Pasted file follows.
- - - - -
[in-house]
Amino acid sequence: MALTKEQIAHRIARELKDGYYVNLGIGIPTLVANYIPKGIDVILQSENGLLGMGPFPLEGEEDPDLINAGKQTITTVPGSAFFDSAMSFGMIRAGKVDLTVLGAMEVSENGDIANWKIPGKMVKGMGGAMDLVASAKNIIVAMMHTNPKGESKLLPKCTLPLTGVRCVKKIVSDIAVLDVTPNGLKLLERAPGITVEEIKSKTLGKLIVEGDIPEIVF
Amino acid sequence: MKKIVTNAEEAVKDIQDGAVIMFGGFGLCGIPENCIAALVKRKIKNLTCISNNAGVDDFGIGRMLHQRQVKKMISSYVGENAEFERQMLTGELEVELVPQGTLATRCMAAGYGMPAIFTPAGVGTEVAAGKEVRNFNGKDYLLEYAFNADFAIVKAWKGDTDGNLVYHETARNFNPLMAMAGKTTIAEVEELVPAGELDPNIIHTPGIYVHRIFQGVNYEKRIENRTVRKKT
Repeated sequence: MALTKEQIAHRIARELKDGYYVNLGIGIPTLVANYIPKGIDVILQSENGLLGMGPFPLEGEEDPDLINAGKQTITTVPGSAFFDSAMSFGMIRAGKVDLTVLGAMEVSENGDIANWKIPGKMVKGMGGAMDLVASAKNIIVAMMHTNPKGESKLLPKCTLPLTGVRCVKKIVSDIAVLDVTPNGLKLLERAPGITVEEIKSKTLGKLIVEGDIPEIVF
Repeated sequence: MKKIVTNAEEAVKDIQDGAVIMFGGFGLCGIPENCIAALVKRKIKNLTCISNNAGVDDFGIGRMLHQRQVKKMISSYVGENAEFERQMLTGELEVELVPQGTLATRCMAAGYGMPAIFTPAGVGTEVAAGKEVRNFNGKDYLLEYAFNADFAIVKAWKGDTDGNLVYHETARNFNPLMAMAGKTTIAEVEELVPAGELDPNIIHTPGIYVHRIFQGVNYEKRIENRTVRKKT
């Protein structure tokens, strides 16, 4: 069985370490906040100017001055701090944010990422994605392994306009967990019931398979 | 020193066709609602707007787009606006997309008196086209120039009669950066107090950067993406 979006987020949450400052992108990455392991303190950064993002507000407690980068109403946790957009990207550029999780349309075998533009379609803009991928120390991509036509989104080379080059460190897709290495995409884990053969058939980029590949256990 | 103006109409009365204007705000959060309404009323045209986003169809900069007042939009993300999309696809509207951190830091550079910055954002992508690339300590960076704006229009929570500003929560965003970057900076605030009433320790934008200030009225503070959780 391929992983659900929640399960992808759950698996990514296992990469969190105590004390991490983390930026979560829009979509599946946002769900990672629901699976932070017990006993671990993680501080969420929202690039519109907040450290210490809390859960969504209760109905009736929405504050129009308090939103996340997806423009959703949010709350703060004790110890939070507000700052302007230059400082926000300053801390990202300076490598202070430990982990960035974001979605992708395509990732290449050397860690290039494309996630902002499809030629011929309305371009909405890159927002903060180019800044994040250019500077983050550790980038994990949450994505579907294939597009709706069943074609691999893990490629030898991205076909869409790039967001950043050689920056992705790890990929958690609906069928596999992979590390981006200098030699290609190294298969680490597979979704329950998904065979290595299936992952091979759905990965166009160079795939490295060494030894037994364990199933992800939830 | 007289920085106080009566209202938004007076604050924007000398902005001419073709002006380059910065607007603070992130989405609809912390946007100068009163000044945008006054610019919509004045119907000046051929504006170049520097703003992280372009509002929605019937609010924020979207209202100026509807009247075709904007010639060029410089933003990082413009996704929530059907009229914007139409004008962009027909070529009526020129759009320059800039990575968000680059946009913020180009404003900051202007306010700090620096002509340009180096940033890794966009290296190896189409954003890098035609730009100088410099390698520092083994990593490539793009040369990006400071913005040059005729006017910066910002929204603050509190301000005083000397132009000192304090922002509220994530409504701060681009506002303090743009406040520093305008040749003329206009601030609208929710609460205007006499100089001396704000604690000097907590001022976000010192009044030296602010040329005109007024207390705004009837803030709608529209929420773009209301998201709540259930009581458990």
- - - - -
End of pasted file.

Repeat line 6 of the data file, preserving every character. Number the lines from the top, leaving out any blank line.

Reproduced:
């Protein structure tokens, strides 16, 4: 069985370490906040100017001055701090944010990422994605392994306009967990019931398979 | 020193066709609602707007787009606006997309008196086209120039009669950066107090950067993406 979006987020949450400052992108990455392991303190950064993002507000407690980068109403946790957009990207550029999780349309075998533009379609803009991928120390991509036509989104080379080059460190897709290495995409884990053969058939980029590949256990 | 103006109409009365204007705000959060309404009323045209986003169809900069007042939009993300999309696809509207951190830091550079910055954002992508690339300590960076704006229009929570500003929560965003970057900076605030009433320790934008200030009225503070959780 391929992983659900929640399960992808759950698996990514296992990469969190105590004390991490983390930026979560829009979509599946946002769900990672629901699976932070017990006993671990993680501080969420929202690039519109907040450290210490809390859960969504209760109905009736929405504050129009308090939103996340997806423009959703949010709350703060004790110890939070507000700052302007230059400082926000300053801390990202300076490598202070430990982990960035974001979605992708395509990732290449050397860690290039494309996630902002499809030629011929309305371009909405890159927002903060180019800044994040250019500077983050550790980038994990949450994505579907294939597009709706069943074609691999893990490629030898991205076909869409790039967001950043050689920056992705790890990929958690609906069928596999992979590390981006200098030699290609190294298969680490597979979704329950998904065979290595299936992952091979759905990965166009160079795939490295060494030894037994364990199933992800939830 | 007289920085106080009566209202938004007076604050924007000398902005001419073709002006380059910065607007603070992130989405609809912390946007100068009163000044945008006054610019919509004045119907000046051929504006170049520097703003992280372009509002929605019937609010924020979207209202100026509807009247075709904007010639060029410089933003990082413009996704929530059907009229914007139409004008962009027909070529009526020129759009320059800039990575968000680059946009913020180009404003900051202007306010700090620096002509340009180096940033890794966009290296190896189409954003890098035609730009100088410099390698520092083994990593490539793009040369990006400071913005040059005729006017910066910002929204603050509190301000005083000397132009000192304090922002509220994530409504701060681009506002303090743009406040520093305008040749003329206009601030609208929710609460205007006499100089001396704000604690000097907590001022976000010192009044030296602010040329005109007024207390705004009837803030709608529209929420773009209301998201709540259930009581458990």